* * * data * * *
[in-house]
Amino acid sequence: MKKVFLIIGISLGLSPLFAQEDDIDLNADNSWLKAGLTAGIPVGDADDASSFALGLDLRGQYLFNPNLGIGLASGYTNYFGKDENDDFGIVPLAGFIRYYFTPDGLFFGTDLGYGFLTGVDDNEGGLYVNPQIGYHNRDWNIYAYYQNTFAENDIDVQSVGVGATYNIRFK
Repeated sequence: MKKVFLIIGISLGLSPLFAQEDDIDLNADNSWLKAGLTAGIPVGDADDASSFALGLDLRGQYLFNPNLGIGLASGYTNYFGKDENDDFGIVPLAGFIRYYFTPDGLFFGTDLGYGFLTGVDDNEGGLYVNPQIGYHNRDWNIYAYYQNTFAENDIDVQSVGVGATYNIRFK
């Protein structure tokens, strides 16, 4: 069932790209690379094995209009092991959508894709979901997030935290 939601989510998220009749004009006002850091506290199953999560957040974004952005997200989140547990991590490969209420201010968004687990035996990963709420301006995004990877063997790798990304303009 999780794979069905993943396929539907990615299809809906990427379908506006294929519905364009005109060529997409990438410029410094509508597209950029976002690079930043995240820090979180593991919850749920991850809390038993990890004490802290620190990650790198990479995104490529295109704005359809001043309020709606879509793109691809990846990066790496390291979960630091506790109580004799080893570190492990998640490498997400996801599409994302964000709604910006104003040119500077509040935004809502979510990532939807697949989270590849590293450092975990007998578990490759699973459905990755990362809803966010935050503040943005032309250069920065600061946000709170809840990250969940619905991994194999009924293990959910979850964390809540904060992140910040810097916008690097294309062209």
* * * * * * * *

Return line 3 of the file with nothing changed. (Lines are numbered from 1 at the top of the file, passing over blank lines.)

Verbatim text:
Repeated sequence: MKKVFLIIGISLGLSPLFAQEDDIDLNADNSWLKAGLTAGIPVGDADDASSFALGLDLRGQYLFNPNLGIGLASGYTNYFGKDENDDFGIVPLAGFIRYYFTPDGLFFGTDLGYGFLTGVDDNEGGLYVNPQIGYHNRDWNIYAYYQNTFAENDIDVQSVGVGATYNIRFK